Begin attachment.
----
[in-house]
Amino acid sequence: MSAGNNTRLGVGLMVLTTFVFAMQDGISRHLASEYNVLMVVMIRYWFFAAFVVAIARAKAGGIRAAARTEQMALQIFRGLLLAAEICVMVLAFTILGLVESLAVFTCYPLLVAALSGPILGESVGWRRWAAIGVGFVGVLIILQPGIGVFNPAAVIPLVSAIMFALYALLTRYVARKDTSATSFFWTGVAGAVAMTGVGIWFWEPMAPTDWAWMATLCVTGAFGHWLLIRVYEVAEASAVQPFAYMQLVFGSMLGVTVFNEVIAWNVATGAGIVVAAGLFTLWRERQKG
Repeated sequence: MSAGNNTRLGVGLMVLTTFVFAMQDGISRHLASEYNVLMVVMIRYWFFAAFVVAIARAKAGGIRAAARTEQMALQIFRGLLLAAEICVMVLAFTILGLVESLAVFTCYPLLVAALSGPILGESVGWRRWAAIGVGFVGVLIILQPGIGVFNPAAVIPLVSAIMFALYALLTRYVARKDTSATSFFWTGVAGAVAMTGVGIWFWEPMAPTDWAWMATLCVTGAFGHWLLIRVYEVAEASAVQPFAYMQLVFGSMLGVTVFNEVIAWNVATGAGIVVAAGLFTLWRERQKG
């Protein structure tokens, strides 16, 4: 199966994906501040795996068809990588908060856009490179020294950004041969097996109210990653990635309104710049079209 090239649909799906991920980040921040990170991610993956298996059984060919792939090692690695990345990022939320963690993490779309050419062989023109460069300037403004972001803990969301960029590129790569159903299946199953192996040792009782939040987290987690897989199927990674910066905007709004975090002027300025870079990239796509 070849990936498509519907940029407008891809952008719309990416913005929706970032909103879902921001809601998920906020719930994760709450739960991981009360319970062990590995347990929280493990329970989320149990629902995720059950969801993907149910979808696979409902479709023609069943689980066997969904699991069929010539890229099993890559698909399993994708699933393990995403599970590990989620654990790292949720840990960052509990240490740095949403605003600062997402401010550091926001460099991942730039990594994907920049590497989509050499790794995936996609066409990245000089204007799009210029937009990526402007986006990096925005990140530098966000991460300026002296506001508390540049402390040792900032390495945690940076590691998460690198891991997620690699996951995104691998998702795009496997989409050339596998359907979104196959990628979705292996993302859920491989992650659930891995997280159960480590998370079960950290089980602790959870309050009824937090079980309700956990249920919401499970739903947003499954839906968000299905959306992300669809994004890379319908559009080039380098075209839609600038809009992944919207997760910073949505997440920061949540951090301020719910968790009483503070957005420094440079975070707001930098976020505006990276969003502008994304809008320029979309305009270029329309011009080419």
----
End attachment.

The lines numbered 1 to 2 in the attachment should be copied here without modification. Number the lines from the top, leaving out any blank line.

[in-house]
Amino acid sequence: MSAGNNTRLGVGLMVLTTFVFAMQDGISRHLASEYNVLMVVMIRYWFFAAFVVAIARAKAGGIRAAARTEQMALQIFRGLLLAAEICVMVLAFTILGLVESLAVFTCYPLLVAALSGPILGESVGWRRWAAIGVGFVGVLIILQPGIGVFNPAAVIPLVSAIMFALYALLTRYVARKDTSATSFFWTGVAGAVAMTGVGIWFWEPMAPTDWAWMATLCVTGAFGHWLLIRVYEVAEASAVQPFAYMQLVFGSMLGVTVFNEVIAWNVATGAGIVVAAGLFTLWRERQKG